to take action against Taliban sanctuaries on its soil, Beijing has
stepped up its diplomatic support for Pakistan, along with investment
funds and arms.
Barack Obama warned Islamabad that it would he held accountable for
security along the Pakistan-Afghan border on February 10. The next day,
Pakistan Foreign Minister Shah Mahmood Qureshi reaffirmed his country’s
"all weather" alliance with China. Last October, newly elected
Pakistan President Asif Ali Zardari made as his first foreign trip a
pilgrimage to Beijing. Just before he left, he told a press conference,
"China is the future of the world. A strong China means a strong
a February 23 editorial, The People’s Daily addressed U.S.
strategy in Afghanistan, with a focus on improving Pakistan’s position
against India. “It is clear that without Pakistan's cooperation, the
US cannot win the war on terror. Therefore, to safeguard its own interests
in the fight against terrorism in South Asia, the US must ensure a stable
domestic and international environment for Pakistan and ease the tension
between Pakistan and India.” This means supporting Pakistan’s position
on Kashmir, the Indian province against which Pakistan-based terrorists
have operated for decades. India-Pakistan tensions have been high since
the November 26 terrorist attacks in Mumbai which killed 179 people.
foreign minister Rangin Dadfar Spanta said on January 21 that India
and Afghanistan were both victims of terrorism. “Afghanistan believes
there are some entities in our region that are using terrorism as a
tool for foreign policy. We have to end this. We share your pain, the
pain of the Indian people because Afghanistan is the victim of same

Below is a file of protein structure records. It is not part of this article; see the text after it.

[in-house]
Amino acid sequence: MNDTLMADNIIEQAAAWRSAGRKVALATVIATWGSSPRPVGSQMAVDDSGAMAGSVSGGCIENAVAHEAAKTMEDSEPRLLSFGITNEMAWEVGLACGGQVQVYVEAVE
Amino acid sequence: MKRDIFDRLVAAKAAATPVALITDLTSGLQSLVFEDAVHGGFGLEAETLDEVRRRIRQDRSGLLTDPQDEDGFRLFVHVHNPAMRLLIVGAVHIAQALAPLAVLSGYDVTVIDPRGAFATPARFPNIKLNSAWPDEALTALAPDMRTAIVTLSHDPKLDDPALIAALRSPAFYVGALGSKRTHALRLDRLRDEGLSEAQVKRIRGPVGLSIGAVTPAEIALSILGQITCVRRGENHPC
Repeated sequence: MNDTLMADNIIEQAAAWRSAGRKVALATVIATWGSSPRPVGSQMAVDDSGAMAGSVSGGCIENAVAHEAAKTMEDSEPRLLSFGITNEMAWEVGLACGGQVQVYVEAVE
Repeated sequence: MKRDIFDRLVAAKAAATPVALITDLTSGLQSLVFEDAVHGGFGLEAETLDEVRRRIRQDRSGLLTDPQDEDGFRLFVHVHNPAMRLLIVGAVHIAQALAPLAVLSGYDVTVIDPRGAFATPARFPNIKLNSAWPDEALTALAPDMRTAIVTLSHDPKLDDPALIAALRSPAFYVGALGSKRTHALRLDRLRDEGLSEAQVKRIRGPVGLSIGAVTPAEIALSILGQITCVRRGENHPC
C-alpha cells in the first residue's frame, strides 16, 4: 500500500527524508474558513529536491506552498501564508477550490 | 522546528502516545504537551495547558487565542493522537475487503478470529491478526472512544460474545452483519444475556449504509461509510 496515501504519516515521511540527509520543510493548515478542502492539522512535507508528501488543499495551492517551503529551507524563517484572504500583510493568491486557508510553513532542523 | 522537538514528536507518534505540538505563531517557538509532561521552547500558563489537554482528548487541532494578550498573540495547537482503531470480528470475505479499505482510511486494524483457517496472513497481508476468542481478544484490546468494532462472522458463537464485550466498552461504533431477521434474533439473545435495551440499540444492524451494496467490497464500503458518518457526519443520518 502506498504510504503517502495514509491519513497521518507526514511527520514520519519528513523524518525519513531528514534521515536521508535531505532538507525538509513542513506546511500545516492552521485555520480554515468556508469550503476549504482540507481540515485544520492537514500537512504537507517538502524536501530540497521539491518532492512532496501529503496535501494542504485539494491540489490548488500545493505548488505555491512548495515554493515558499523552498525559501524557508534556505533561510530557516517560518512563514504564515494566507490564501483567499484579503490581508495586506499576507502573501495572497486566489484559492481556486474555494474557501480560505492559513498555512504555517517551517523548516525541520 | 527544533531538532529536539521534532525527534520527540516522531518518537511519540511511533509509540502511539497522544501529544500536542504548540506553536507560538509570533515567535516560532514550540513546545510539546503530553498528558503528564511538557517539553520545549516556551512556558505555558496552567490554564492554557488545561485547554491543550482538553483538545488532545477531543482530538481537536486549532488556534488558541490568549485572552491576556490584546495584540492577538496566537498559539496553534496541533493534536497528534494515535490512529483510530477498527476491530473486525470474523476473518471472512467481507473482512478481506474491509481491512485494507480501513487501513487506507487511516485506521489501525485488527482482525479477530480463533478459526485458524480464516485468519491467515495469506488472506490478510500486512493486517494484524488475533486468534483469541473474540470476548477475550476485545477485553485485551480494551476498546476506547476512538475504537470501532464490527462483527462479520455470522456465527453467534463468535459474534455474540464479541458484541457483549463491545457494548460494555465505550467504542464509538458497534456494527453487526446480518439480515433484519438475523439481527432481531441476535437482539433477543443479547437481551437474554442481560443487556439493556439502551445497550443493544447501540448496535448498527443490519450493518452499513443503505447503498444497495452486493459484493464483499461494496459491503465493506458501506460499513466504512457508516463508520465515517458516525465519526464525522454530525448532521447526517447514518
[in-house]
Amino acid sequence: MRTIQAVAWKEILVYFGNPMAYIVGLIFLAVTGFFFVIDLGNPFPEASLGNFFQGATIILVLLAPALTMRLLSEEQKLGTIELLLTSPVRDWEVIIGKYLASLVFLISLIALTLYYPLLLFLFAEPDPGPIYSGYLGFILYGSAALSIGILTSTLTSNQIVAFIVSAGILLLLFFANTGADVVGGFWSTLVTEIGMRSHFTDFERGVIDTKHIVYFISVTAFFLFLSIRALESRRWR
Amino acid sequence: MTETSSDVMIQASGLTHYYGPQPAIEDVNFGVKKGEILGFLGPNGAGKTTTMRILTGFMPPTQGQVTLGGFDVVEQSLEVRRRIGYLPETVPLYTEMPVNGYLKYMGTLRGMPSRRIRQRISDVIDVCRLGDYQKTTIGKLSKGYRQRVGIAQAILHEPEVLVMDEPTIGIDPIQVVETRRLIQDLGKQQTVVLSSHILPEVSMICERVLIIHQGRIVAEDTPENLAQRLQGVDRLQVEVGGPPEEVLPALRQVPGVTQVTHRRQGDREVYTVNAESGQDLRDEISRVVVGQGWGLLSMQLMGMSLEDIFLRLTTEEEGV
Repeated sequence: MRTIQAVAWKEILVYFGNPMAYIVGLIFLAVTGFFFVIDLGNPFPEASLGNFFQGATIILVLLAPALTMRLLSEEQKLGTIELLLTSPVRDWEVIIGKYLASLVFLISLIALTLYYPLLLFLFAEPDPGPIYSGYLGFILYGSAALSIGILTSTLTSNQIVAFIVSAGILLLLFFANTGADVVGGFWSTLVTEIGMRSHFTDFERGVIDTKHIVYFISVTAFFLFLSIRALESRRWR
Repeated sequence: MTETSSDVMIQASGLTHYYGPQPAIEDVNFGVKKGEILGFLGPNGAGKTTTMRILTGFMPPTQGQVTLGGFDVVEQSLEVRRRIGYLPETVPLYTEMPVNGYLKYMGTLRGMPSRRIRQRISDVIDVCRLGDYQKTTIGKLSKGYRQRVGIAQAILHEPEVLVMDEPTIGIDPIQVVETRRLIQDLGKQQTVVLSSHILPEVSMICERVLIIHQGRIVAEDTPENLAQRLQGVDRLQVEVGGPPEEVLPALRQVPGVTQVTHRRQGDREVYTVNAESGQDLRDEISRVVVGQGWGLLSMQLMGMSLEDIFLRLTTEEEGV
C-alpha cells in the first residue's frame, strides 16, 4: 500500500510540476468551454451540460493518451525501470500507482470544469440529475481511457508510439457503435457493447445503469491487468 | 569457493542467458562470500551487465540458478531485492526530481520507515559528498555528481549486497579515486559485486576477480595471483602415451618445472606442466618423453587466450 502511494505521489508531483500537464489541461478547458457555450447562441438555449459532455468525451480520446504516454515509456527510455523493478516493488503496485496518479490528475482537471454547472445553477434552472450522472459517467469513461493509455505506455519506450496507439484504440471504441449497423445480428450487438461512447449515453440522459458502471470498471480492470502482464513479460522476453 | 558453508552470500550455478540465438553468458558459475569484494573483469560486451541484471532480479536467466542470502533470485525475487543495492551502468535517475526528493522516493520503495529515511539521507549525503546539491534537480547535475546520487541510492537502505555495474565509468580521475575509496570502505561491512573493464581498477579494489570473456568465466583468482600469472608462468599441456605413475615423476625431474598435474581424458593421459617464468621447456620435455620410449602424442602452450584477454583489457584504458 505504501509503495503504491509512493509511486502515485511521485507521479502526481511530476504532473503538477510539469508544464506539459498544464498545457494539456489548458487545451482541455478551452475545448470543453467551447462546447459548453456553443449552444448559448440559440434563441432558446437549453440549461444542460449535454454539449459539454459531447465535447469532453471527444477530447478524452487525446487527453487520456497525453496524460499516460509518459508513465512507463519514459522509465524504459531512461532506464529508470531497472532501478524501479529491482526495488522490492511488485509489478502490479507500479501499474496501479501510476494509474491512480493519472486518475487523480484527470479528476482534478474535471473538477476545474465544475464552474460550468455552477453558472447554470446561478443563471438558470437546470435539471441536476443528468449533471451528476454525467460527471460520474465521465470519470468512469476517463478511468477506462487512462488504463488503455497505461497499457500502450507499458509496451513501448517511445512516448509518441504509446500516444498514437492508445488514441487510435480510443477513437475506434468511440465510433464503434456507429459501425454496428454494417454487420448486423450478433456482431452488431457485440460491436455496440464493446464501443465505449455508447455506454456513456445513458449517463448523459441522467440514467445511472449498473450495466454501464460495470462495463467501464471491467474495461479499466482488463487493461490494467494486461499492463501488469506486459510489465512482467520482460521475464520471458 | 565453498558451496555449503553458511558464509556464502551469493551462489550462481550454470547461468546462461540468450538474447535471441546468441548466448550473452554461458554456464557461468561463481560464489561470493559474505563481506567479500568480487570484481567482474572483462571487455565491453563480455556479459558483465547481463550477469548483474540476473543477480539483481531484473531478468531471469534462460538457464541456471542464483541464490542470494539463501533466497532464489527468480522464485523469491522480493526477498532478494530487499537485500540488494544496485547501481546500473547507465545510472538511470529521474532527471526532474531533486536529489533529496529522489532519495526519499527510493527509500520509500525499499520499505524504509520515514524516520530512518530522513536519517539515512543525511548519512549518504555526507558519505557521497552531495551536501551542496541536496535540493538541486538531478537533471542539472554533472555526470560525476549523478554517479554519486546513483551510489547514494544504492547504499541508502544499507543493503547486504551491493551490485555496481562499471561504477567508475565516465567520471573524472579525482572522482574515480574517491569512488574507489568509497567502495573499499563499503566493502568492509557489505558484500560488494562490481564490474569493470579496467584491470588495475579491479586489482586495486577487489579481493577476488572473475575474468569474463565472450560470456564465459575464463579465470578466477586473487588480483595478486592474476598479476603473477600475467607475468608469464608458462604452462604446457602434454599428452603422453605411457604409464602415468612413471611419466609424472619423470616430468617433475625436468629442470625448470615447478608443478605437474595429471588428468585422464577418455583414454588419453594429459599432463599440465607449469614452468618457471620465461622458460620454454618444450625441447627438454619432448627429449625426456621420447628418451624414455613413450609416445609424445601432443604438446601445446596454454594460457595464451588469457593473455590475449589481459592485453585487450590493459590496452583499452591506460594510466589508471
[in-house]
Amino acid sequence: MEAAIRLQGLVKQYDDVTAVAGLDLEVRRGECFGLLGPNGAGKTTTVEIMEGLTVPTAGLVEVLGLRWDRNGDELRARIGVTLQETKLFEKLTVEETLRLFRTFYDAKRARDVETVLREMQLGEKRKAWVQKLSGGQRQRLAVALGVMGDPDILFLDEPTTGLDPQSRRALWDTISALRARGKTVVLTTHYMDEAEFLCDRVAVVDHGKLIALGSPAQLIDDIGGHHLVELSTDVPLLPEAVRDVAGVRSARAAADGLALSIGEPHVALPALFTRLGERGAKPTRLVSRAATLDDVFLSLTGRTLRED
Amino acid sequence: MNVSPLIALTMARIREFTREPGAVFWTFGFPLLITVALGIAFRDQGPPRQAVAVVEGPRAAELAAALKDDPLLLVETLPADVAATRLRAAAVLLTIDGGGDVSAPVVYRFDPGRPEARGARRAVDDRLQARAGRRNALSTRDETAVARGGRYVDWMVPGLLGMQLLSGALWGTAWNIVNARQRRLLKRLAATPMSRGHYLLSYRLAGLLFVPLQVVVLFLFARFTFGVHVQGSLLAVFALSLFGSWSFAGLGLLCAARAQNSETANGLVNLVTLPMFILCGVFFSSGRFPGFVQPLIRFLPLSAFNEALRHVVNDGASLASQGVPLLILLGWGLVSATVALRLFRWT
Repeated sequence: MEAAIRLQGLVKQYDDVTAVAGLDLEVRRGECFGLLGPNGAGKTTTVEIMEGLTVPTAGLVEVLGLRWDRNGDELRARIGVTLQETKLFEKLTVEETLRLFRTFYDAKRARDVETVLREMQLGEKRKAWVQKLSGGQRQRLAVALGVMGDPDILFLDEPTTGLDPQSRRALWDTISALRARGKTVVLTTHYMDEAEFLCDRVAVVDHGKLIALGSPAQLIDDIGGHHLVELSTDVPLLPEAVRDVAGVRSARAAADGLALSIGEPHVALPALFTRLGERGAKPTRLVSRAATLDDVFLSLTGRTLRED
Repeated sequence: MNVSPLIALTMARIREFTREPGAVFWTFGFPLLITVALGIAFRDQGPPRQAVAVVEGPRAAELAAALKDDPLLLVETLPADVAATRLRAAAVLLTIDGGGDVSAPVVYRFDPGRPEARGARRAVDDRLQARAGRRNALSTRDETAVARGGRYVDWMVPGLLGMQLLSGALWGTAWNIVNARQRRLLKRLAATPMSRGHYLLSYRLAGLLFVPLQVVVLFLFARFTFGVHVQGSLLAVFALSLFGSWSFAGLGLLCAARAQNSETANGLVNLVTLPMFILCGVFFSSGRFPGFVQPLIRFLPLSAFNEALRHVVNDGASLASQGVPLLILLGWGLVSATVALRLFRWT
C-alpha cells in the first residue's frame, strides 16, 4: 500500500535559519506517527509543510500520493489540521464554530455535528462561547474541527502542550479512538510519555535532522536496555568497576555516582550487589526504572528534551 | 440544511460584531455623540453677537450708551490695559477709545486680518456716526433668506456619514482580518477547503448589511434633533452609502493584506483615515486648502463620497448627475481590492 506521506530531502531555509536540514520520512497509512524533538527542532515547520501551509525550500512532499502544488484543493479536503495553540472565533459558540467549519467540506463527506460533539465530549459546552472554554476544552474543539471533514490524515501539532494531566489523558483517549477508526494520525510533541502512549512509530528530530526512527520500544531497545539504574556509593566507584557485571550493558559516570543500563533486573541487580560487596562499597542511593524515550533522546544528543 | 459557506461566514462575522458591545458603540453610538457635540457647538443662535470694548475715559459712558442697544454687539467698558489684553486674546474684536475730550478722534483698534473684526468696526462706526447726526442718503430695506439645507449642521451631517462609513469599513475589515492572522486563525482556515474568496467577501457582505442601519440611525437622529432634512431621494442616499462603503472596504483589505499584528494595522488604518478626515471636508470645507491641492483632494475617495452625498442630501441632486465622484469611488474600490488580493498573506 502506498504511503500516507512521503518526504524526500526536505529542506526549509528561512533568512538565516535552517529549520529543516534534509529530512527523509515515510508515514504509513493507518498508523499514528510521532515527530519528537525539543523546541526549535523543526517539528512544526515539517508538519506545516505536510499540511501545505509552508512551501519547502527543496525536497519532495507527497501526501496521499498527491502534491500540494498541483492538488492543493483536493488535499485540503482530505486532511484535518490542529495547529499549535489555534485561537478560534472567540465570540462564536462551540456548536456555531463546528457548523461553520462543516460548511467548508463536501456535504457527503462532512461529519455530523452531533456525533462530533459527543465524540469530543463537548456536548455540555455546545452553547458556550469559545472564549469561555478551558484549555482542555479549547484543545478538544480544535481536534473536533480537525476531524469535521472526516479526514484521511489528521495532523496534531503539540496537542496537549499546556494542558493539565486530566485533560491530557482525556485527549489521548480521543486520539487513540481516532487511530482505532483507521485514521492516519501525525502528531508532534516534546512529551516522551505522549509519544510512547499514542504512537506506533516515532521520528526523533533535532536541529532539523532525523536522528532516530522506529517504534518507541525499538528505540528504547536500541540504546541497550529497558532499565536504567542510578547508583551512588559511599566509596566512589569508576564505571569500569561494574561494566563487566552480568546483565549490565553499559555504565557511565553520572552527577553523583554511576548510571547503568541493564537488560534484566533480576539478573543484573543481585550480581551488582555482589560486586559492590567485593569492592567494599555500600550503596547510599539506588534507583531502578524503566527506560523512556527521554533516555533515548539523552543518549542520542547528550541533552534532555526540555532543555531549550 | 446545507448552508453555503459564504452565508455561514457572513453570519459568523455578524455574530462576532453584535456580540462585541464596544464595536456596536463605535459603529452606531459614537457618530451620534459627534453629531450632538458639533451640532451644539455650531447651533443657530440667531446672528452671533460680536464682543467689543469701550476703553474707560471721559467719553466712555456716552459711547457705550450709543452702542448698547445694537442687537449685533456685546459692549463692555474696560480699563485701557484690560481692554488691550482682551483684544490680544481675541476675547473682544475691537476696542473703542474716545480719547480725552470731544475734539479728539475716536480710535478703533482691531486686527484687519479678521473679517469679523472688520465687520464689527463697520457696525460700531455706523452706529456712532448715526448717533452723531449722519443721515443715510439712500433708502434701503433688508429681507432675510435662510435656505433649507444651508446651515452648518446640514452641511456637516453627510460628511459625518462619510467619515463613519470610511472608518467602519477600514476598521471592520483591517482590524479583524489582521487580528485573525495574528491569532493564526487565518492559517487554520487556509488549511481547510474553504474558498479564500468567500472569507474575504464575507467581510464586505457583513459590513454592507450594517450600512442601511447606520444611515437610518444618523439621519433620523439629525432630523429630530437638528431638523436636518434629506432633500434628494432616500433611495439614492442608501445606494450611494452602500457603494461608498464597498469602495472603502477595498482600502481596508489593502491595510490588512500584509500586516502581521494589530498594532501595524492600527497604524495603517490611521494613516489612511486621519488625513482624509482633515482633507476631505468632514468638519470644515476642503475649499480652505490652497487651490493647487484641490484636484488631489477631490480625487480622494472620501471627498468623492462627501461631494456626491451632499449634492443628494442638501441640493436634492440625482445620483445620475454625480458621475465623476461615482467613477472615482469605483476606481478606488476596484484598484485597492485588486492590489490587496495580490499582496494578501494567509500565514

terror with same sources," Spanta said after a meeting with Indian
Foreign Minister Pranab Mukherjee in Kabul.
of course, does not want the U.S. to take this view of the situation,
as it would further what Beijing fears most; closer U.S.-Indian ties
against a common threat from the Pakistani-Chinese alignment. The Chinese
line is that Washington must support Pakistan against India in order
to win Islamabad’s cooperation against the Taliban. This would isolate
India, a primary goal of Chinese strategy.
editorial declared, “the US must make sure that Russia is appeased.
The Central Asia region, where Afghanistan lies, used to be Russia's
backyard. Following the September 11 terrorist attacks, the US raised
its anti-terrorism war banner to move deep into this region and revoked
the color revolution in Kyrgyzstan. To Russia, all this feels just like
a thorn in the flesh.” The editorial noted that Kyrgyzstan has expelled
the U.S. from its Manas air base.
again, why would the Obama administration want China to become more
involved in Afghanistan? Larry Wortzel, Vice-Chairman of the U.S.-China
Economic and Security Review Commission, a bipartisan panel of experts
created by Congress, asked Sedney this question at a hearing on March
4. Sedney’s response was that the U.S-NATO mission in Afghanistan
is short on resources, and the Chinese could help by providing economic
assistance and expanded trade. The Chinese model of trade would not
help the Afghans, and any economic assistance would be used to buy influence
with government and tribal elites that would undermine American objectives.
Inviting China into Afghanistan is an act of desperation that has not
been thought through.
day after the Afghanistan editorial (and two days after Secretary Clinton
left China), The People’s Daily ran another opinion piece entitled,”
The U.S. Hegemony ends, the era of global multipolarity enters.” It
started by reveling in the economic crisis that has swept America and
“signals a swift reduction of U.S. strength as a unipolar power.”
Its conclusion was stark. “Does the decline of U.S. geopolitical hegemony
make multilateral global governance more likely? Perhaps it is still
too early to rush any conclusion, but at least one thing is certain:
the U.S. strength is declining at a speed so fantastic that it is far
beyond anticipation. The U.S. is no longer 'King of the hill,' as a
new phase of multipolar world power structure will come into being in
2009, and the international order will be correspondingly reshuffled.”
The opening hands played by the Obama administration with China would indicate
that Washington agrees with Beijing’s assessment.